Health centers in Connecticut have varying grant cycles, with two centers expecting federal grants in January — Charter Oak Health Center in Hartford and Generations Family Health Center in Willimantic. The rest have grant cycles that begin in February, March, April, May or June. 

Lawmakers in the U.S. House have introduced several proposals that extend the Community Health Center Fund over the next few years, including one in a continuing resolution that would fund the federal government temporarily. A budget or continuing resolution must be passed by the end of the week to avoid a partial shutdown of the government.

“I am hopeful but I’m not optimistic, but I do feel that they probably will push this off to January,” Polun said. “Then hopefully with a new year in front of them, they will be able to get it done as soon as possible.”  

Those health centers with grant cycles that begin in January and February will receive money from the federal Health Resources and Services Administration (HRSA), regardless of what Congress decides.

According to a statement from HRSA, the agency is processing two-month prorated awards for health centers with grants that start on Jan. 1, and one-month prorated awards for health centers with grants that start on Feb. 1.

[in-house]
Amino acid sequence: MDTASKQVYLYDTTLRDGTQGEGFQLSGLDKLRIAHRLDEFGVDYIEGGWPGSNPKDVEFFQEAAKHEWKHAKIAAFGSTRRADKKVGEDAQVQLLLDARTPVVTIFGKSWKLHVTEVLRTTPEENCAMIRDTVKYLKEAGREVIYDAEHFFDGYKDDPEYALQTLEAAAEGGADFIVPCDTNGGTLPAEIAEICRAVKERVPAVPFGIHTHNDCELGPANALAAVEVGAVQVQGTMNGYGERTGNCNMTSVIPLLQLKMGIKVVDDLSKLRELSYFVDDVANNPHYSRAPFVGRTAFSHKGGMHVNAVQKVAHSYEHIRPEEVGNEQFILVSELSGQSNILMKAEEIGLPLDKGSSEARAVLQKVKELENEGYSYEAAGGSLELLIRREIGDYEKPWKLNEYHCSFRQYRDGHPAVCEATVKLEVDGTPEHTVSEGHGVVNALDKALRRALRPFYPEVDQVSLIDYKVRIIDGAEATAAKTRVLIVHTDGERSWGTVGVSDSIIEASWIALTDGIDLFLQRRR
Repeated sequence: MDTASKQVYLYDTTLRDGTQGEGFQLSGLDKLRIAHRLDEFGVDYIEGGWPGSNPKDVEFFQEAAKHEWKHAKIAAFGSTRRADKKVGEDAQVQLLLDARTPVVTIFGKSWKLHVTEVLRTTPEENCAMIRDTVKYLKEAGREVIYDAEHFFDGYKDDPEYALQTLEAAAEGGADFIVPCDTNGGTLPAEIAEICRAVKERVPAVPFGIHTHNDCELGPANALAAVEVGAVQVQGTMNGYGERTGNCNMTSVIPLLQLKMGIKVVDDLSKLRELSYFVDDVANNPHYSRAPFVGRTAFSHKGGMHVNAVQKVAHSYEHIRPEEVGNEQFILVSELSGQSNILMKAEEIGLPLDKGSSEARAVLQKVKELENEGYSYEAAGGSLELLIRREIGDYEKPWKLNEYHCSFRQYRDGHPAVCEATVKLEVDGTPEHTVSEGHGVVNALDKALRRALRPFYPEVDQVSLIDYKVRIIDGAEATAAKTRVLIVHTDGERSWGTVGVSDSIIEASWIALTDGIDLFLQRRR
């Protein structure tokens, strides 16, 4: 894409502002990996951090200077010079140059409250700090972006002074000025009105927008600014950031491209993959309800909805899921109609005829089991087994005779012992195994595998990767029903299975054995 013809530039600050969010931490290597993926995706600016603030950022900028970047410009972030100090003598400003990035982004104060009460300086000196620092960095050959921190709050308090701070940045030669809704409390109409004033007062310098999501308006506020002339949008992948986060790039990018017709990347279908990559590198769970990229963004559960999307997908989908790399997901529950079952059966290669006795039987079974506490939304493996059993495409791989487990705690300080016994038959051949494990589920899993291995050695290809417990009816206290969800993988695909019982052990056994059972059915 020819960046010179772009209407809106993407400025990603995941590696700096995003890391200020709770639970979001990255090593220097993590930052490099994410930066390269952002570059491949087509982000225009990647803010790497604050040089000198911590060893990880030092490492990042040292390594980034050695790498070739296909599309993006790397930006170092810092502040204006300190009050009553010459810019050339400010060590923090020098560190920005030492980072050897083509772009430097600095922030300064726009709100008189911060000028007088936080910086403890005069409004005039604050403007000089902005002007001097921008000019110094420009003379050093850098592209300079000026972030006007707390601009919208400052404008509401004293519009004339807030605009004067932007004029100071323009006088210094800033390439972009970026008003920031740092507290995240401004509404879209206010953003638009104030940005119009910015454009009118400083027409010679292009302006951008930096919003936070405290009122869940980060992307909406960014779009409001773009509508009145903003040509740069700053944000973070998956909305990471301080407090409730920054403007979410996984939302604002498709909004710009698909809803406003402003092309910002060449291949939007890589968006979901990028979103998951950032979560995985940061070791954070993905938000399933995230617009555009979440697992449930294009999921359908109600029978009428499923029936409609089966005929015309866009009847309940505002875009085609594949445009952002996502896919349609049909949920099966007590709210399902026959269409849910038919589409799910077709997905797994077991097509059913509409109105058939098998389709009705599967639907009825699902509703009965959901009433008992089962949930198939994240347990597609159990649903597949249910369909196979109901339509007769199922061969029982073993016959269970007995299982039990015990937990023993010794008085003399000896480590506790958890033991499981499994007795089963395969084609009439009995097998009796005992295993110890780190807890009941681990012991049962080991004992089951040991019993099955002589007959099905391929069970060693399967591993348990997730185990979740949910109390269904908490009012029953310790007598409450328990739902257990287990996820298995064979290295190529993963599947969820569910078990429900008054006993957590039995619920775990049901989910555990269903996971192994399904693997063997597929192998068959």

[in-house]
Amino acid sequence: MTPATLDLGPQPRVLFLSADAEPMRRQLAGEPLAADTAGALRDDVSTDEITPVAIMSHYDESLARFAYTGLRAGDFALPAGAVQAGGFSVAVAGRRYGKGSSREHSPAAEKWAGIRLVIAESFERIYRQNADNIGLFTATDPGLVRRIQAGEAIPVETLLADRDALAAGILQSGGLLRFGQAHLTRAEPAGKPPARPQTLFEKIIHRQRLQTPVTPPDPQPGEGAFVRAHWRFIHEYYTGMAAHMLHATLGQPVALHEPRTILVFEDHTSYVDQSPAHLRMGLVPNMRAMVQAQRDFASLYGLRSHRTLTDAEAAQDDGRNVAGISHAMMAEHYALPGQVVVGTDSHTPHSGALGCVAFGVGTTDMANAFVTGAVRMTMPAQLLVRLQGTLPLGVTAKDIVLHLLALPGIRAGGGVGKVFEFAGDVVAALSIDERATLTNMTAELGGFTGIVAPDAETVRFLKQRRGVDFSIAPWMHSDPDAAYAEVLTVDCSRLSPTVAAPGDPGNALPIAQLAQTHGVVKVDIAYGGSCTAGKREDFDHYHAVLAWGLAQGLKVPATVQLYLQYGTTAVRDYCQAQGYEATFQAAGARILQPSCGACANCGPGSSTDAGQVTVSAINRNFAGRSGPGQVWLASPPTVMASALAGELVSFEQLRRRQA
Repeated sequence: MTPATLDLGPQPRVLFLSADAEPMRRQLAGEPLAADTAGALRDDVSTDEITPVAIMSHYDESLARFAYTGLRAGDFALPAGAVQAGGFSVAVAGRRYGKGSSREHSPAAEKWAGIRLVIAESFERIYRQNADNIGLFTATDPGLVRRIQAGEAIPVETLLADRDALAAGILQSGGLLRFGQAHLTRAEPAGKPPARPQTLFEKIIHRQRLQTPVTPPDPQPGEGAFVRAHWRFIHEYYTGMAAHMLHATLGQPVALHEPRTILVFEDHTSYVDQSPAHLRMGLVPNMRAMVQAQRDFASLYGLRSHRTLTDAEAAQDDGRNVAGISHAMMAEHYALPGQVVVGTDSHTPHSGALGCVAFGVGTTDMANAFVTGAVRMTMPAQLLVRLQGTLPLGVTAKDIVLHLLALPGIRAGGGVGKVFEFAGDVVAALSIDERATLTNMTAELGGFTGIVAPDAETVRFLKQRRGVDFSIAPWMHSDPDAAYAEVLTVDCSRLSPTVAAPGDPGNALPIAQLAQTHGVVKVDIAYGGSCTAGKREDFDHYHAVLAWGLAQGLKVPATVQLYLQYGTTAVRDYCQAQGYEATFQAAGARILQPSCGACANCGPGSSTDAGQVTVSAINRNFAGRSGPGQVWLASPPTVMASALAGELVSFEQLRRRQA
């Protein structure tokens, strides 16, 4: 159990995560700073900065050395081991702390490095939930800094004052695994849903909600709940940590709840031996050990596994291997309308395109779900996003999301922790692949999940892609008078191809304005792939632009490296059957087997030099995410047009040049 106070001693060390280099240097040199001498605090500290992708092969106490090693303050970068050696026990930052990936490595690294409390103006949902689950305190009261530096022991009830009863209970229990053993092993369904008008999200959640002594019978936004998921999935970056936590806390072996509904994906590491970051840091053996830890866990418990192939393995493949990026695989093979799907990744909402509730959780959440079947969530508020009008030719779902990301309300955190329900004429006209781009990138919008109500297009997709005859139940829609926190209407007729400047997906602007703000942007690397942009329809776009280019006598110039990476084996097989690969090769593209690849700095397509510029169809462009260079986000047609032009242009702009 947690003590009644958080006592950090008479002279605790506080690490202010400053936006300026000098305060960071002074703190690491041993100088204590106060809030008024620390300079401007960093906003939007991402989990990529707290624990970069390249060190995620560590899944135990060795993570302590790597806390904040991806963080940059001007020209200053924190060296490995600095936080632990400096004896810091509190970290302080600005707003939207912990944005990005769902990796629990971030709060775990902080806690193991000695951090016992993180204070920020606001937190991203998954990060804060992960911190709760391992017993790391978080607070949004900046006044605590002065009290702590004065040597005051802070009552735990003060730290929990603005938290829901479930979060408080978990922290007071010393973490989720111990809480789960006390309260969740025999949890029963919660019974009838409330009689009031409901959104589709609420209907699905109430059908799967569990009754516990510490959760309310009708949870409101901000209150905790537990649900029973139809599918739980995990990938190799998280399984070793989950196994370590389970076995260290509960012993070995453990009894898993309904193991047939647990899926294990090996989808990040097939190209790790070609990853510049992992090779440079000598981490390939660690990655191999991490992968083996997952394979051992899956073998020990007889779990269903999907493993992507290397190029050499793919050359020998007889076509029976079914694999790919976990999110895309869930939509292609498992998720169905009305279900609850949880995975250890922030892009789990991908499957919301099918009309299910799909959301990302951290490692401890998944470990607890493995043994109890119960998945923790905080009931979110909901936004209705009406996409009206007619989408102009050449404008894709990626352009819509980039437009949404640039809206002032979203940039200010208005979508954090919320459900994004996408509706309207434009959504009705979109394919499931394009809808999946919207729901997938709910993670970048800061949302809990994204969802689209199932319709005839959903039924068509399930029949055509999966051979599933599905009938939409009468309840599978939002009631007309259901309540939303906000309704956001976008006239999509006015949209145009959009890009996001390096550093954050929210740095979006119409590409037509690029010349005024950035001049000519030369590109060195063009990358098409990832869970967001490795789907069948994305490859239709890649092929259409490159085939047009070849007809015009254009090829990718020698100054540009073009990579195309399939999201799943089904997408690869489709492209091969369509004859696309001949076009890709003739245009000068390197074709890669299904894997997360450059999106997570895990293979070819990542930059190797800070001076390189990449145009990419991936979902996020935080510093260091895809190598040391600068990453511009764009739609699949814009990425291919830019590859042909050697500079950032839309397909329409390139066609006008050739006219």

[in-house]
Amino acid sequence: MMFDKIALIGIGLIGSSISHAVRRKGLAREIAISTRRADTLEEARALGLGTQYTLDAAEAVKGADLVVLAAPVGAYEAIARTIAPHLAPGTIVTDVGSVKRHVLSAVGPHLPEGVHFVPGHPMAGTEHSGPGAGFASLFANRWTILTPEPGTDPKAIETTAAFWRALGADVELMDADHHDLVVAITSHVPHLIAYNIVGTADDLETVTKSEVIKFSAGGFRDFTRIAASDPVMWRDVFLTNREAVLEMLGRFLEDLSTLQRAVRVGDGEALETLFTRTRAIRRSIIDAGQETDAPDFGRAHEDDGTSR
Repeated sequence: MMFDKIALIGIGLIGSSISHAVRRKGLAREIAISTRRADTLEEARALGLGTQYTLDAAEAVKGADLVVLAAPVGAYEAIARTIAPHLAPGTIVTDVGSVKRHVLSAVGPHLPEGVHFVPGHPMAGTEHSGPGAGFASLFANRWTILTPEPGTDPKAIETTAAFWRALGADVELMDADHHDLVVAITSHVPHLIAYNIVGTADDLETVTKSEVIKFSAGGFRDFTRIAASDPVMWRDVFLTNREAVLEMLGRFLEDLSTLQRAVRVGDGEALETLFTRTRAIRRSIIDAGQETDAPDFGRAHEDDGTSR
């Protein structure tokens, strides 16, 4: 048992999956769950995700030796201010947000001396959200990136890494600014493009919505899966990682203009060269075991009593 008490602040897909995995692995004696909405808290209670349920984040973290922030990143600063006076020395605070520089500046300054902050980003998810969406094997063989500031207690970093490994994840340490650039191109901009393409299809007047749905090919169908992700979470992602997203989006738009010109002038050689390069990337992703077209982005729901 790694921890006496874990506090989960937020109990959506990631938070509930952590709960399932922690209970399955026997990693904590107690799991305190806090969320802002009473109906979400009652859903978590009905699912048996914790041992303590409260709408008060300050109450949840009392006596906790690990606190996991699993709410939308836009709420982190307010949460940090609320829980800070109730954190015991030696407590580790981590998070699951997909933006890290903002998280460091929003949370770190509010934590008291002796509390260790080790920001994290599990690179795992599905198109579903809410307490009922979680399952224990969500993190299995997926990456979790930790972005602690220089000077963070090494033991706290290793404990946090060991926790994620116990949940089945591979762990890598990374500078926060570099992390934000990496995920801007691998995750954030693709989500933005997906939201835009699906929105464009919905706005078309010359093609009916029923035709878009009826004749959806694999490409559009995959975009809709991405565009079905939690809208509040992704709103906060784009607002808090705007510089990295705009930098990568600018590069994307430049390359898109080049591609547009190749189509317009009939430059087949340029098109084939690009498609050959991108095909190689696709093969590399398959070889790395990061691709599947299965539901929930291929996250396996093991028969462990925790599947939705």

The Jan. 1 payments already have gone out, and Feb. 1 payments will be sent out soon. HRSA plans to continue providing month-to-month continuation awards using discretionary appropriations and any remaining money from the Community Health Center Fund until that money is gone, according to the statement.

Generations Family Health Center CEO Arvind Shaw asks the insurance department to reject Anthem's proposal.
Generations Family Health Center CEO Arvind Shaw Arielle Levin Becker / file photo

HRSA also said that President Donald Trump’s 2018 fiscal year budget request includes $3.6 billion for the Community Health Center Fund in each of the 2018 and 2019 fiscal years.

Congress also failed to reauthorize two other related programs, the National Health Service Corps (NHSC), which offers scholarships and loan repayment to primary care providers and students for serving at NHSC sites in communities with limited access to health care; and Teaching Health Centers, which train medical residents to work as primary care doctors at community health centers and similar sites.

Connecticut has one Teaching Health Center — Greater Danbury Community Health Center in Danbury.

“These programs are critical recruitment tools, particularly the National Health Service Corps,” Polun said.